His crime had been to share illegally-downloaded software. He had never been to the United States. Like most Australians he had assumed he wasn’t subject to US law.
John Howard’s justice minister Chris Ellison refused to intervene (the government was negotiating the US-Australia free trade agreement at the time). Griffiths became the first foreign national anywhere to be forcibly taken to the United States to face copyright charges.
“Whether committed with a gun or a keyboard – theft is theft,” declared US attorney Chuck Rosenberg, hailing the precedent. “For those inclined to steal intellectual property here, or from halfway around the world, they are on notice that we can and will reach them.”
Facing ten years in prison, Griffiths pleaded guilty and served six months. He was well-treated. He told me later the US is “good at running prisons”. The three years he had spent in Sydney’s Silverwater Detention Centre fighting the extradition were much less pleasant.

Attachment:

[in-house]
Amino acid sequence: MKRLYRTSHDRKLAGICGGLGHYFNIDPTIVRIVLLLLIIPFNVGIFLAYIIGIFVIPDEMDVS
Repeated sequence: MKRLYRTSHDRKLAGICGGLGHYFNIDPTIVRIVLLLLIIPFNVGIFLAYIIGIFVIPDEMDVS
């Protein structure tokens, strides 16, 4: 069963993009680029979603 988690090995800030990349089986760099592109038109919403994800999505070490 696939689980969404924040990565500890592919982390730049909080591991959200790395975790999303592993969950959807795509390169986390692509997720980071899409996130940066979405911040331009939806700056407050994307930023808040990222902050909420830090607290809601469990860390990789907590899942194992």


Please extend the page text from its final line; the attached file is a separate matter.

Australia’s decision to surrender sovereignty over Griffiths took place as it made another. In order to get the free trade agreement through it agreed to make intellectual property part of Australia’s criminal as well as civil law. Our government (or the US government for that matter) is now free to prosecute an Australian for a breach of copyright and threaten a jail term whether or not the injured party minds. It can be pressed into taking action the injured party would otherwise have to take itself.
The US is pushing for even more in negotiations currently underway over the Trans Pacific Partnership trade agreement.
We should say no.
In today's Sydney Morning Herald and Age
. Shock. Republicans (briefly) speak the truth about copyright
. If it happened to Hew, it could happen to you
. Dumb, and Dumber. Why on earth did Australia sign ACTA?